Eaze celebrates the launch of California program to provide low-income patients with free medical cannabis


Bethan Rose Jenkins, Cannabis News Writer/Editorial

On September 24, Eaze announced the official launch of Eaze Compassion . The statewide program that “targets patients left behind by California’s Proposition 64.” 

Eaze, which identifies as the nation’s largest cannabis delivery marketplace, is striving to restore medical cannabis access among those who have been deprived access due to flaws in California’s cannabis law system. The company has distributed more than 7.8 million cannabis deliveries to-date.

“Many compassion programs folded in the early green rush, leaving behind the very people cannabis was legalized to help,” said the Chief Executive Officer of Eaze, Ro Choy. “Eaze Compassion gives companies an easy way to donate and distribute products they’d otherwise have-to destroy, so I hope even more brands will join the program.”

Through collaborating with a network of brands and compassionate care organizations, the Eaze team is confident that they can help to execute the goals laid out in Senator Scott Wiener’s Senate Bill 34, titled “the Dennis Peron and Brownie Mary Act.” The Act was signed into law by Governor Newsom in October 2019.

“Cannabis is medicine. Nobody should be forced to live with the effects of debilitating pain, PTSD, Multiple Sclerosis, or any other illness because they can’t pay or live under a local ban,” said Senator Wiener. “I thank Eaze and the many organizations that are donating cannabis for helping make the Dennis Peron and Brownie Mary Compassionate Care Act a reality for patients.”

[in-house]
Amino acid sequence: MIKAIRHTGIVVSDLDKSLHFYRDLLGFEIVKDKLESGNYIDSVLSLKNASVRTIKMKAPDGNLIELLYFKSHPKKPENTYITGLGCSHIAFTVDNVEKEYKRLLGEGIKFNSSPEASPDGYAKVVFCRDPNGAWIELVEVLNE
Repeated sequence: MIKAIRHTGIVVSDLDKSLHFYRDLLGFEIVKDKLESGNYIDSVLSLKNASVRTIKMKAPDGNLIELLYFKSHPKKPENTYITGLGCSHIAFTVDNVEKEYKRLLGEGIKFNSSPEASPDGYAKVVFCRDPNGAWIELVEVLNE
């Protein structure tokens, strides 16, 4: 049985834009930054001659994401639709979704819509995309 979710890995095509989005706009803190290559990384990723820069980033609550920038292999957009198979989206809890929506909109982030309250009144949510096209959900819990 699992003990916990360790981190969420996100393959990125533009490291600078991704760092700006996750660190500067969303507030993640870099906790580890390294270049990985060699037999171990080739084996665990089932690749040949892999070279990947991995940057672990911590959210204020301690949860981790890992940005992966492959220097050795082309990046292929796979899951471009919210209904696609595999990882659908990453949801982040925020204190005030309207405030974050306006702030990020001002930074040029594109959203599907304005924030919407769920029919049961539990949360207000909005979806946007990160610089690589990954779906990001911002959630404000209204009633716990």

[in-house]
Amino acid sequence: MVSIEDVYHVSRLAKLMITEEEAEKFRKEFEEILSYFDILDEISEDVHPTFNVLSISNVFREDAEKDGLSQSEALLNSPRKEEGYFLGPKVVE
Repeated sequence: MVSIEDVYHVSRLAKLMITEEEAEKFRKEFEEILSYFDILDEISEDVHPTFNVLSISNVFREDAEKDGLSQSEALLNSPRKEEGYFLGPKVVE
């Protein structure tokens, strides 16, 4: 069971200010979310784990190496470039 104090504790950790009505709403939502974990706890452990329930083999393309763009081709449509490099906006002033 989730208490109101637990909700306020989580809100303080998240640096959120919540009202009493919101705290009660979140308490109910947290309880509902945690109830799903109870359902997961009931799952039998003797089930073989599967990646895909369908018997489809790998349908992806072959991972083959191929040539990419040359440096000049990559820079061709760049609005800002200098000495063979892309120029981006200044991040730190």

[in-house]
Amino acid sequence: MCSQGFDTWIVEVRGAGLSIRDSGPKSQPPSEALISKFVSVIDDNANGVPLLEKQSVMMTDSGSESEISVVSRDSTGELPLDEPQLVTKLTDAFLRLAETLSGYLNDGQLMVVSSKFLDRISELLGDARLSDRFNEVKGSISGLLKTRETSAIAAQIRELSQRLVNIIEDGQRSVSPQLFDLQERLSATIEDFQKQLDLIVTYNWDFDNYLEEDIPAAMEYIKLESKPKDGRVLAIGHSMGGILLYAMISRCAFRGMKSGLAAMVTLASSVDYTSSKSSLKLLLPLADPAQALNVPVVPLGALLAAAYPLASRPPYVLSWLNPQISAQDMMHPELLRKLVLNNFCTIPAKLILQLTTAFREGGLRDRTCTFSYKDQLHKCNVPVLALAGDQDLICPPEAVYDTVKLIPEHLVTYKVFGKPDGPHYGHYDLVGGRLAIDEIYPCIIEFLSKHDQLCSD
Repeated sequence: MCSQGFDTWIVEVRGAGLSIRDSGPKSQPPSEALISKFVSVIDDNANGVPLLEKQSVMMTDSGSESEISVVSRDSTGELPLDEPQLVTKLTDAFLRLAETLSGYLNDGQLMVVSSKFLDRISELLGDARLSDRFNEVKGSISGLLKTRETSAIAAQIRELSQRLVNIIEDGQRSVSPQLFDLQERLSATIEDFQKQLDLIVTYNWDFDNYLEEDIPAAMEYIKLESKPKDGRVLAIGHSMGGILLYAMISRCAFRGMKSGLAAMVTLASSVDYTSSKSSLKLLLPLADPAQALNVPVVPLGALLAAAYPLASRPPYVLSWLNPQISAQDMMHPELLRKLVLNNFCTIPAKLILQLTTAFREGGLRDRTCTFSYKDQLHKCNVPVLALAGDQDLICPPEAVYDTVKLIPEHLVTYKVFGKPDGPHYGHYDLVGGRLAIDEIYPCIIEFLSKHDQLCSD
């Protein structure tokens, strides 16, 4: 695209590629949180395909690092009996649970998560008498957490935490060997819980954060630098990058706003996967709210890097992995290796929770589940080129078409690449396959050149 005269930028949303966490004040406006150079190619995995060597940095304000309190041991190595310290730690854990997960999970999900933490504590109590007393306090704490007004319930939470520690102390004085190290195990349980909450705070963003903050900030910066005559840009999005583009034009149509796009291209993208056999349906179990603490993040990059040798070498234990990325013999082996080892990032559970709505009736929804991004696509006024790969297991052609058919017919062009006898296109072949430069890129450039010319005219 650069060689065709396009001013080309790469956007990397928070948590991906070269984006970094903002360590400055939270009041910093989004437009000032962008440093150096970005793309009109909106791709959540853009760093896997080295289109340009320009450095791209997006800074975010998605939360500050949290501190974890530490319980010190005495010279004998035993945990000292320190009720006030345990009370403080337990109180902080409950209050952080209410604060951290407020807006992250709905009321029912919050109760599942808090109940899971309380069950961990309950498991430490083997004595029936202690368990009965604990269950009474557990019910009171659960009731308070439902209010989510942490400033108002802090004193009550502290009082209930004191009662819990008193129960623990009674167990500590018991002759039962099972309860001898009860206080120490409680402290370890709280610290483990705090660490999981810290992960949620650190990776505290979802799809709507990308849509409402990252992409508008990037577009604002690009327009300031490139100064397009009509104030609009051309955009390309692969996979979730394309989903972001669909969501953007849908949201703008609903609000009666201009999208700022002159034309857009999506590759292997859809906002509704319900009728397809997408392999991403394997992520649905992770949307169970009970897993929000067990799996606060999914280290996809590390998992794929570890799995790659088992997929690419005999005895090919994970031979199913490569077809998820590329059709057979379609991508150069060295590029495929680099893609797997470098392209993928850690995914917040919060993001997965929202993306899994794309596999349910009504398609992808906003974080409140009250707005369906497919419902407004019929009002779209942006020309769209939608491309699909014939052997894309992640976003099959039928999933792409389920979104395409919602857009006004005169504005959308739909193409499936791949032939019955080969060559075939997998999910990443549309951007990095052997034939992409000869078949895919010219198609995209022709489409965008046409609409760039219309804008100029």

About Eaze Compassion 

According to an official press release published by the company, Eaze Compassion “bridges the “last mile” between low-income patients and the products they need to survive and thrive.”

“Utilizing Eaze’s statewide network of brands and delivery drivers, Eaze Compassion aggregates donated products and then — working with leading compassion organizations including Weed For Warriors, Operation Evac, This Is Jane Project and Brownie Mary Democratic Club — identifies patients shut out from the legal market by high taxes or residency in the 70% of California jurisdictions where legal cannabis commerce is banned,” the press release continues.

How is patient eligibility determined for Eaze Compassion applicants?

Patients can find out if they are eligible to receive medical cannabis under the Eaze Compassion project after close evaluation by the company’s partner organizations. Numerous types of criteria will be assessed to determine a patient’s eligibility for medical cannabis in California, including personal requirements, income level and medical diagnosis. Interested patients are encouraged to contact the following organizations for eligibility information:

“Partnering with Eaze Compassion has been momentous for This is Jane Project! Eaze’s seamless onboarding and delivery process, plus the dedication of their team members, was a game changer in facilitating no cost cannabis donations for women and non-binary trauma survivors, said Shannon DeGrooms, Executive Director of This Is Jane Project, “A market that excludes patients is bogus. Together with partners like Eaze, we are committed to doing something about it.”

The program would not be possible without donations from licensed cannabis brands. Examples of the brands that are participating in Eaze’s new business venture include Fume’s Lake Grade, Island, S*SHOTS, SF Roots and Tempo.

“If we don’t donate unused product, we’re forced to destroy it under California’s rules. That’s heartbreaking given all the care and natural resources that go into every Fumé flower,” said Eric Sklar, CEO of Fumé Brands. His company has delivered more than 8,000 units of product to medical cannabis patients via Eaze Compassion. “Donating is a win-win — for us, because our plants are doing the most good, and for low-income patients, who can now access safe, legal medicine for free.”

Two years of lobbying led to the return of California’s Compassionate Care program. Prop 64 banished compassionate care by taxing donations in the same way as sales. Fortunately, two years of advocating, lobbying and organizing meant that Californians were reunited with the Compassionate Care program via Senate Bill 34.